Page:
The other day I walked past some of the many trees blown over at the weekend, including this one-
As the tree fell, it pulled up some of it’s roots as if in a last clawing attempt to stay upright, and in doing so, it kicked up some soil.
As I walked by, I saw a glint in the soil, and so I stooped and pulled out this bottle-
This little bottle is a window into lots of different stories.
First of all, we know that the fallen tree has to have been planted after 1917 (as the bottle has that date on the bottom.)
Next, the logos on the bottle are a glimpse into the refreshments of another generation. “J A Reid, Chemist, Reid’s Lily Springs, Pure as a Lily, 500 feet deep, Helensburgh.”
Around 1883 J.R.Reid set up as a chemist and aerated water manufacturer with a shop and factory at different addresses on Clyde Street, and several years later he moved manufacture to the Lily Springs in James Street. This was later owned by the well known Garvie lemonade firm, closing in 1957 because of alleged contamination of the water and moving to Milngavie until they closed that factory around 1985.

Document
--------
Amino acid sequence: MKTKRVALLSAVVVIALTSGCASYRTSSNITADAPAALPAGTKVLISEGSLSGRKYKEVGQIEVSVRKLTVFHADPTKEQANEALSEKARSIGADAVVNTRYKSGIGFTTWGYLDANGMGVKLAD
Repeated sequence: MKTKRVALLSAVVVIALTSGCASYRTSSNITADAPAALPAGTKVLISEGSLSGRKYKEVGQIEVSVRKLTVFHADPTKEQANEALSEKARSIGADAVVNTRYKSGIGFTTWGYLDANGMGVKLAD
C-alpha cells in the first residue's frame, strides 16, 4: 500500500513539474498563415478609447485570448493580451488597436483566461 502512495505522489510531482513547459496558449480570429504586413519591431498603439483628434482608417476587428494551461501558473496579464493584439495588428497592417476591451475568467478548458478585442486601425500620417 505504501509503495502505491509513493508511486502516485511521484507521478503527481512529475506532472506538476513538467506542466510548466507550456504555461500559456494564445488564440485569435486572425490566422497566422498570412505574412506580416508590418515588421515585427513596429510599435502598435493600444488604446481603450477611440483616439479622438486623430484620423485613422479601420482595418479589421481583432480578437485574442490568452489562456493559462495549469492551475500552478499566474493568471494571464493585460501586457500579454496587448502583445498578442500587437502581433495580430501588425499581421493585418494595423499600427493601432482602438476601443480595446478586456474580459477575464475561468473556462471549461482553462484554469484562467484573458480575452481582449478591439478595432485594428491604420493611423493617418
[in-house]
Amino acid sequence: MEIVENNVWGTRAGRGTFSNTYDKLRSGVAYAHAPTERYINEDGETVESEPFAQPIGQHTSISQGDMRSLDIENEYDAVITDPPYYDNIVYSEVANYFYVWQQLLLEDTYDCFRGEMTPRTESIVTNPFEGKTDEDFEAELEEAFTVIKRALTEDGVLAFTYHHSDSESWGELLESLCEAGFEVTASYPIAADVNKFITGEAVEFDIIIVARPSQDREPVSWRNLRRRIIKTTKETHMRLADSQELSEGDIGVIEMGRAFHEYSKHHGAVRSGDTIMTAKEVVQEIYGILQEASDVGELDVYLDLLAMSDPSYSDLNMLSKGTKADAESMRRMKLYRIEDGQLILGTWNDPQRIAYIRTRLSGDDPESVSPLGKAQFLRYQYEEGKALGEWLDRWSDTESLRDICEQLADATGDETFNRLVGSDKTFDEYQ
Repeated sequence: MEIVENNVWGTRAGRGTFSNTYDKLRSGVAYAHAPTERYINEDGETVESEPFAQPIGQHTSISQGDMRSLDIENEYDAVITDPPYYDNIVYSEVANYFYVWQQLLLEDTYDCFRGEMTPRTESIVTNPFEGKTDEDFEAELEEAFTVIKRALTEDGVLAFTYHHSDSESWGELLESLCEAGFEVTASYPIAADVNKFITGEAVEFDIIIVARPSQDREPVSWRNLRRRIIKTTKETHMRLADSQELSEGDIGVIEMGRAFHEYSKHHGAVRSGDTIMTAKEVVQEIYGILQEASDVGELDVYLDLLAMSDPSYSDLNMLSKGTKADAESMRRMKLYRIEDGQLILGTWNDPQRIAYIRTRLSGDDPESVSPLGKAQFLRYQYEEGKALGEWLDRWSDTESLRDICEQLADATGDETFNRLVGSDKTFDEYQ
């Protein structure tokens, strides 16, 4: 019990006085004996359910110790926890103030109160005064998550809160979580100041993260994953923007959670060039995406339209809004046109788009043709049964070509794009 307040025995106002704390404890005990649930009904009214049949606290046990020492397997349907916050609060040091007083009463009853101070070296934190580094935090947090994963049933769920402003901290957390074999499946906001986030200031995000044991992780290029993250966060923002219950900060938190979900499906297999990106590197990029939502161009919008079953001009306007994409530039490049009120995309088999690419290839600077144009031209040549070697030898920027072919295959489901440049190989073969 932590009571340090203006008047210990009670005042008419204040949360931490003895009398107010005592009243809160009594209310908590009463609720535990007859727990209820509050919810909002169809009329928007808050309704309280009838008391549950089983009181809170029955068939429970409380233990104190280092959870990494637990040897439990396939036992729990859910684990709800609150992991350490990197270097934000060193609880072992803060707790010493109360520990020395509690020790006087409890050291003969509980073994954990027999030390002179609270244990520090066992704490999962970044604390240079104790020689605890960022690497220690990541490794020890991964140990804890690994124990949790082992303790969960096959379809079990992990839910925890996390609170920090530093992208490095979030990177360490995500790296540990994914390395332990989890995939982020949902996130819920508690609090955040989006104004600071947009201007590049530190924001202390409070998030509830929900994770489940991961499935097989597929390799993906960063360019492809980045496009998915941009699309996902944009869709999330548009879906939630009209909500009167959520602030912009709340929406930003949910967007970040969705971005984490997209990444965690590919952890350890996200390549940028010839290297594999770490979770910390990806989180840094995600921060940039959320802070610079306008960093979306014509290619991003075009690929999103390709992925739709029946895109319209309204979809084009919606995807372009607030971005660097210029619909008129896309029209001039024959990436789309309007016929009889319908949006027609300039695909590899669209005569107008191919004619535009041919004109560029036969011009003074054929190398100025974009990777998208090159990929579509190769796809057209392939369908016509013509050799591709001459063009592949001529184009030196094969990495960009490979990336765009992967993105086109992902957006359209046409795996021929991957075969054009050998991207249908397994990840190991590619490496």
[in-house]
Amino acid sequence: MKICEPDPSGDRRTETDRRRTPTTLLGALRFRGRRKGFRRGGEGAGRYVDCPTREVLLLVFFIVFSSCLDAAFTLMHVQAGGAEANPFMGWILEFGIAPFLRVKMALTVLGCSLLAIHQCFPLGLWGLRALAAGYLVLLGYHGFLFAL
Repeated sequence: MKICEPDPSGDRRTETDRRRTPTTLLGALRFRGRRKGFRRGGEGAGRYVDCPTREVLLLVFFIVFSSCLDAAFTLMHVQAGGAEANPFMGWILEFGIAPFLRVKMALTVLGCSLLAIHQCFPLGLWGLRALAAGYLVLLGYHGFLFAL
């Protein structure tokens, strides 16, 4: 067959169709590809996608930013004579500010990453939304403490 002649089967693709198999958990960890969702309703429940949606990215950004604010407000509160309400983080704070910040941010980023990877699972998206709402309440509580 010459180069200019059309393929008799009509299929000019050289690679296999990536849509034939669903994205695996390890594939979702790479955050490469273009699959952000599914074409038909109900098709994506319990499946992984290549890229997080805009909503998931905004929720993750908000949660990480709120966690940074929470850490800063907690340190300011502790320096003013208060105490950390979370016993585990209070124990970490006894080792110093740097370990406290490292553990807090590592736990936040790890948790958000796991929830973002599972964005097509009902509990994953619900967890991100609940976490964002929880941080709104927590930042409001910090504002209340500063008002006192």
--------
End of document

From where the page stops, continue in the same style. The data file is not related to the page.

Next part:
This is what our parents parents parents were drinking on their picnics. Carbonated, sweetened spring water of questionable purity.
This is what caught me- at some point, around 100 years ago, someone opened up this rather posh looking bottle during a wee holiday trip ‘doon the watter’. They were more adventurous than most, as they were not drawn in by the fleshpots of Dunoon– which during this period was a bit like Blackpool- cinemas, theatres, ice cream parlours and all sorts of amusements. They chose a trip along the coast of the Holy Loch.
Perhaps they were cyclists slaking their thirst.
Or perhaps part of a family group settling down on the grassy shore line whilst the kids played in the water.
We will never know.